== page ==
Lloyd's List is part of the Business Intelligence Division of Informa PLC

This site is operated by a business or businesses owned by Informa PLC and all copyright resides with them. Informa PLC’s registered office is 5 Howick Place, London SW1P 1WG. Registered in England and Wales. Number 8860726.

This copy is for your personal, non-commercial use. For high-quality copies or electronic reprints for distribution to colleagues or customers, please call UK support at +44 (0)20 3377 3996 / APAC support at +65 6508 2430

Printed By

UsernamePublicRestriction
UsernamePublicRestriction

One Hundred Ports 2017

If 2015 was a stark awakening for the container port industry that the golden years were coming to a close, then last year revealed tepid growth as the new reality. The days of 5%-6% annualised throughput growth are long gone, let alone the regular double-digit growth of the not so distant past. Following on from mere 1% growth the previous year, the 2017 edition of Lloyd’s List’s One Hundred Container Ports shows that the elite box facilities achieved accumulative growth of just 2% in 2016.

China and its colossus ports were still the main driver of growth last year, highlighting once more its intrinsic link to the wider fortunes of an industry dependent on its export trade.

Elsewhere, Europe maintained its moderate growth trend, while in North America, the Mediterranean and the Middle East growth was largely fragmented. Throughput levels in southeast Asia fared rather better as new manufacturing bases drove outward trade, yet in Latin America the economic frailties of key trading nations put paid to port progress.

Significant growth opportunities were indeed few and far between, but some ports did manage to improve markedly on their 2015 performance. For others, 2016 will be a year to forget as volumes fell by the wayside.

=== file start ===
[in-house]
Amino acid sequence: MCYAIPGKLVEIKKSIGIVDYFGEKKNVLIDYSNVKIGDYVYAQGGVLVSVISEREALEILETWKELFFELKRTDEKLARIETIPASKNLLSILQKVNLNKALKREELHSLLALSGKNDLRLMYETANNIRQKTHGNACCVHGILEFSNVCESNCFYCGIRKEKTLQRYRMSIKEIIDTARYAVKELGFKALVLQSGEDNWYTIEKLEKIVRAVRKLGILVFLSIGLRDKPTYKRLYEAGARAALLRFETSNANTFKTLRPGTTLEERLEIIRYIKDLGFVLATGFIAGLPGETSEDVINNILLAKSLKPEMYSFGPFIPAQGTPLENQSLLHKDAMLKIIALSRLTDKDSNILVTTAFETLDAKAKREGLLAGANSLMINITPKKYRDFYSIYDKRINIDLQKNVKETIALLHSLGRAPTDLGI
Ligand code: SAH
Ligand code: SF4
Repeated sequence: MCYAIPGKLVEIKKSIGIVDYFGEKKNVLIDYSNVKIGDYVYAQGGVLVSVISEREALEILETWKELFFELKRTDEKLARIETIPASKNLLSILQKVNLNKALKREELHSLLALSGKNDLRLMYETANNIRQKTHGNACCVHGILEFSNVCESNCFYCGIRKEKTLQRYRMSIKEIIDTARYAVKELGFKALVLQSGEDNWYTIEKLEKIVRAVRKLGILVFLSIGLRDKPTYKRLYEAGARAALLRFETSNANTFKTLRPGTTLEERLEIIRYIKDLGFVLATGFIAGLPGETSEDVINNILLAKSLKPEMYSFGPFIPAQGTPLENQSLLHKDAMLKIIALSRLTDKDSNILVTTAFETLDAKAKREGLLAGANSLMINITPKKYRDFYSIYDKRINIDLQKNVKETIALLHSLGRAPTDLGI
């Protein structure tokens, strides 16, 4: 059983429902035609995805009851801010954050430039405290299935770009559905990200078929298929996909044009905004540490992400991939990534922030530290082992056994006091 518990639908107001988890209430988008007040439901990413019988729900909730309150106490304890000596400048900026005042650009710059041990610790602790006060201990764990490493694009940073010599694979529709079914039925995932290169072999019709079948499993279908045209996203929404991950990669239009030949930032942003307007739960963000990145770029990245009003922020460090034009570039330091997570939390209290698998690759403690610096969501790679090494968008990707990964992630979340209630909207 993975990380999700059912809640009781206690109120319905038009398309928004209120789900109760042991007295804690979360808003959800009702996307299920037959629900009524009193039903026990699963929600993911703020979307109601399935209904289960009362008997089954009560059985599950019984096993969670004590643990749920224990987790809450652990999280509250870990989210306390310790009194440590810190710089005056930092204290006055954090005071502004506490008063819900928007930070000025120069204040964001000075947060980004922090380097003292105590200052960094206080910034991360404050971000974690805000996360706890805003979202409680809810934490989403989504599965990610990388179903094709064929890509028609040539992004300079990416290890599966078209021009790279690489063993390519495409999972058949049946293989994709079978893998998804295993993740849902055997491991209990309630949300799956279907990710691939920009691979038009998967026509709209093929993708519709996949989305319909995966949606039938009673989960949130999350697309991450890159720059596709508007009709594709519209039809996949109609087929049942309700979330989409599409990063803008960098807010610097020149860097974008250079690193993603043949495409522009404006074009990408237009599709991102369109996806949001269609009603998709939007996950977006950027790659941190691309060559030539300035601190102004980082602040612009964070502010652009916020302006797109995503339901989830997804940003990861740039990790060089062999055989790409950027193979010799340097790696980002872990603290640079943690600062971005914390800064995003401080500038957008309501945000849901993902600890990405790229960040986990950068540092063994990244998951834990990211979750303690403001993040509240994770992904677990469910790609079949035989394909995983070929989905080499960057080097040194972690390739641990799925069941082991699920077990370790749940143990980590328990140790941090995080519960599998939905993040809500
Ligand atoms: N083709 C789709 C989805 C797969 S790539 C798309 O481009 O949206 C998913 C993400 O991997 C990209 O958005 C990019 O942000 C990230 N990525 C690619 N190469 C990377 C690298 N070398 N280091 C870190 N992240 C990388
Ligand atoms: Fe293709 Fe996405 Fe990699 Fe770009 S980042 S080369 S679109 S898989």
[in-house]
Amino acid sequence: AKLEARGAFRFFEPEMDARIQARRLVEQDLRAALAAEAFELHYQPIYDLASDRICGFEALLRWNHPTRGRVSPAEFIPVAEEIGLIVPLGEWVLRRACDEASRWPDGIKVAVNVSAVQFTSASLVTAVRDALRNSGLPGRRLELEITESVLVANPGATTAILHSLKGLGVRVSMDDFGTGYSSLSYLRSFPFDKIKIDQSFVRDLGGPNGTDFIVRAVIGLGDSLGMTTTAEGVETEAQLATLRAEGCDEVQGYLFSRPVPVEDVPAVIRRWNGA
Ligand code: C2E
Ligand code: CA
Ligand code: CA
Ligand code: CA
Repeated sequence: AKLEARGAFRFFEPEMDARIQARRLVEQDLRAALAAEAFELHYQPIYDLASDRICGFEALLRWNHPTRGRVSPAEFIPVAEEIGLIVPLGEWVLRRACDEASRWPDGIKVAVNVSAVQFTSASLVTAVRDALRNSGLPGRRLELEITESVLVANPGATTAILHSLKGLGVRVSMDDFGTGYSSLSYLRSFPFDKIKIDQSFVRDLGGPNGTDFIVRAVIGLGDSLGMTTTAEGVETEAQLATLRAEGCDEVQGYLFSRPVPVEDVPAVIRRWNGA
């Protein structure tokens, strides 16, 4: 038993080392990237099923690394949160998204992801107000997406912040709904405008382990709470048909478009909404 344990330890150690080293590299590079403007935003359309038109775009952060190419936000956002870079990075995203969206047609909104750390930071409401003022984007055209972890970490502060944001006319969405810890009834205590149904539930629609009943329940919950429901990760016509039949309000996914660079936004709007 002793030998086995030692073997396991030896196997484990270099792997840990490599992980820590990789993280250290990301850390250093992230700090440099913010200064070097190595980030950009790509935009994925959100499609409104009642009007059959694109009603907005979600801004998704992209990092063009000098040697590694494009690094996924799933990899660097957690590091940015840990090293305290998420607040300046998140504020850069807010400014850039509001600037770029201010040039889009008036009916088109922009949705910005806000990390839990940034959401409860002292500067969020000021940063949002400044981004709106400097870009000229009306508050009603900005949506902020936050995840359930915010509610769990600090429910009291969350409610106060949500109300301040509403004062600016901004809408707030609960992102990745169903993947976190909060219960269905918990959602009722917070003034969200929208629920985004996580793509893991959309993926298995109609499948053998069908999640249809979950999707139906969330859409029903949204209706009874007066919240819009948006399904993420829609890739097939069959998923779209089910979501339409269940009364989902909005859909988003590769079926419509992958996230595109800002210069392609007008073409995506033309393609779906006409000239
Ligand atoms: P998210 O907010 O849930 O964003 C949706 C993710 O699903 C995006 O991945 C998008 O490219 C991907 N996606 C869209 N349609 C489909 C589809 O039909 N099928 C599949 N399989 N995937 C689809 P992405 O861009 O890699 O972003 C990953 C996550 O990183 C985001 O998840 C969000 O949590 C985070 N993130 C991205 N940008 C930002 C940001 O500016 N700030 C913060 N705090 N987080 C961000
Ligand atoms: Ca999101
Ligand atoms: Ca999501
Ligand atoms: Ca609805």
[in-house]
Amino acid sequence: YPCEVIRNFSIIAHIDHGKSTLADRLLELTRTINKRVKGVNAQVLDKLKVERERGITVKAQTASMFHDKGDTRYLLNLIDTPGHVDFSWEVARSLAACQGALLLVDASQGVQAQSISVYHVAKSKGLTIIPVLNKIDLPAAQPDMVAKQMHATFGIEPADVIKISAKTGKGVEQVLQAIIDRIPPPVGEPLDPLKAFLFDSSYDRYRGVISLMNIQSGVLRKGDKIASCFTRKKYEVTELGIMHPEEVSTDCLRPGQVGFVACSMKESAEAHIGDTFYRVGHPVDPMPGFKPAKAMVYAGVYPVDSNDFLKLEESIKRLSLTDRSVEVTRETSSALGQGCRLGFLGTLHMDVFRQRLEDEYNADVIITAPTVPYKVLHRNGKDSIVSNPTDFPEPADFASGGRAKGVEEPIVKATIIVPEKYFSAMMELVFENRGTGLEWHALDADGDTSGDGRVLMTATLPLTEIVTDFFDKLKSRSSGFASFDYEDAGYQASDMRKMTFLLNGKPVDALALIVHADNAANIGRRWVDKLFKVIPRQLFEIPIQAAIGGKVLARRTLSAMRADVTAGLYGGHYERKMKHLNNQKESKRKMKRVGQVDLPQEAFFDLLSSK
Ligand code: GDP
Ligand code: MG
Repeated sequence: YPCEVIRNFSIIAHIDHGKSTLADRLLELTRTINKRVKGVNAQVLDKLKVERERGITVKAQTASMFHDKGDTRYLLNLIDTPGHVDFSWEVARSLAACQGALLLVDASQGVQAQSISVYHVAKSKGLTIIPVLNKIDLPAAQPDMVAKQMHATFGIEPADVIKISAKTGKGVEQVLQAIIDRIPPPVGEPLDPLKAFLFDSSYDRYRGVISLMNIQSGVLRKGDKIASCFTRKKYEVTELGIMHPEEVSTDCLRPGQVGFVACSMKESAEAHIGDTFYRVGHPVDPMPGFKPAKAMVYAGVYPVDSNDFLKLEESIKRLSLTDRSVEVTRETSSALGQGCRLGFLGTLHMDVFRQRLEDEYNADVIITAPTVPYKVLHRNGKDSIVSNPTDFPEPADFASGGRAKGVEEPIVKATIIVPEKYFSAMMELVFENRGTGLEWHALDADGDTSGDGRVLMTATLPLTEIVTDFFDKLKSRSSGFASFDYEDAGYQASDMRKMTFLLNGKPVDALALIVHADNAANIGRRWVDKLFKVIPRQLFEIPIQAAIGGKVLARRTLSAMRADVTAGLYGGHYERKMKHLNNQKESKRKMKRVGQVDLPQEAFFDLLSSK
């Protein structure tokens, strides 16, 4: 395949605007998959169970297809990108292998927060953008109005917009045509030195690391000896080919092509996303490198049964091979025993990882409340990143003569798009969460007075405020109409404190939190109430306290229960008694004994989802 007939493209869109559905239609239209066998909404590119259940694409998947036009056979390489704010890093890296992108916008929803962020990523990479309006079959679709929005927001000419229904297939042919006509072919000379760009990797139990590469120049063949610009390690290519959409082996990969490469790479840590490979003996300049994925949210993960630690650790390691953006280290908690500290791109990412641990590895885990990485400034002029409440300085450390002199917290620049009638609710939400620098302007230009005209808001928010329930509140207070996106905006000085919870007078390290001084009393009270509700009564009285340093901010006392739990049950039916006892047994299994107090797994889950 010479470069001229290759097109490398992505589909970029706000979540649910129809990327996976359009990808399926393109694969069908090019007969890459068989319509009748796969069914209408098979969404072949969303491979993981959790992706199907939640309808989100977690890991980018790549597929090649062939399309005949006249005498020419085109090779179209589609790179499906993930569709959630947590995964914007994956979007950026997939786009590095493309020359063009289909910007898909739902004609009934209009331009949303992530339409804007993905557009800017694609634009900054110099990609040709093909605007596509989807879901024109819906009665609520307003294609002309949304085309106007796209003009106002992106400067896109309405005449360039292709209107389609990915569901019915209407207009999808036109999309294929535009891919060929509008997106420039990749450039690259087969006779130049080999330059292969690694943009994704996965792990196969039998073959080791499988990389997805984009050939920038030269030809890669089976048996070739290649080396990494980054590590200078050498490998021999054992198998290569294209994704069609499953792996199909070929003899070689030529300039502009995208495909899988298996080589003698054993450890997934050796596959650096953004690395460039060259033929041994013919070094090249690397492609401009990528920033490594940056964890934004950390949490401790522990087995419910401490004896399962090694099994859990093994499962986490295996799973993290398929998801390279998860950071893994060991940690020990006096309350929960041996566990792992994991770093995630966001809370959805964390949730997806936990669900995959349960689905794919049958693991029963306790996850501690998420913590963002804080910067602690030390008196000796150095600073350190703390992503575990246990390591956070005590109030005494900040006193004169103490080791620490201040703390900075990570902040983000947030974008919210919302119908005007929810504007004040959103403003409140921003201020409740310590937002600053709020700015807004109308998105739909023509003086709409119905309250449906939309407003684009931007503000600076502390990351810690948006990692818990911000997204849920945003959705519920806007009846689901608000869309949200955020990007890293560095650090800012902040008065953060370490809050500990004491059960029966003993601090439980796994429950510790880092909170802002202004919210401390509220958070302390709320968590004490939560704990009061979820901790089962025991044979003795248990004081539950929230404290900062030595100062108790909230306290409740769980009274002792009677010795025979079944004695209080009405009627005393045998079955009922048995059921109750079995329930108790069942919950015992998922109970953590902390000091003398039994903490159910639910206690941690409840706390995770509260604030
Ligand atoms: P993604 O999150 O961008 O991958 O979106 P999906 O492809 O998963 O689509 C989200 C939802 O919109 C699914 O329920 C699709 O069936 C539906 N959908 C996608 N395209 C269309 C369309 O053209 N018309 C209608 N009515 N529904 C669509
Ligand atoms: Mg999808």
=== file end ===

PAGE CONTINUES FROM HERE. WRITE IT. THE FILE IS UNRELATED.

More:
Slowly does it

Linton Nightingale



Global box terminal growth maintains moderate incline as China remains chief driver

Consolidation: huge risks and fewer rewards?

Janet Porter

As carriers amalgamate into a handful of very powerful players, should ports and terminals also consider merging in order to create scale and improve productivity?

Don't believe the hype

Linton Nightingale


The upswing in global box demand in the first half of 2017 will prove short-lived


 




For the full list and the best experience please view the desktop version

 

Latest From Ports and Logistics

HMM files lawsuit over logistics unit deal

Lawsuit related to an allegedly unfair contract the shipping line had inked with the former Hyundai Logistics that was sold to Lotte Group

Asia Pacific South Korea

Rio Tinto sets iron ore guidance for 2018

Record iron ore shipments in the final quarter helped miner hit export targets

Asia Pacific North America

Containership rates boosted ahead of Asian holiday demand

But rising capacity growth of around 5.9% over the year could put a damper on rates and earnings

International Containers

Rotterdam sees reported maritime safety incidents fall 19%

Port authorities attribute safer operation to ramped-up investment in navigational facilities

Europe Netherlands

PSA sets new records in challenging market

Terminal operator faces changing supply chain dynamics and competition

Asia Pacific Singapore

Two more tankers named in Shell Bukom investigation

Vessels named in charges brought against three people for alleged involvement in refinery oil thefts

Asia Pacific Singapore
See All
UsernamePublicRestriction

Register

Advertisement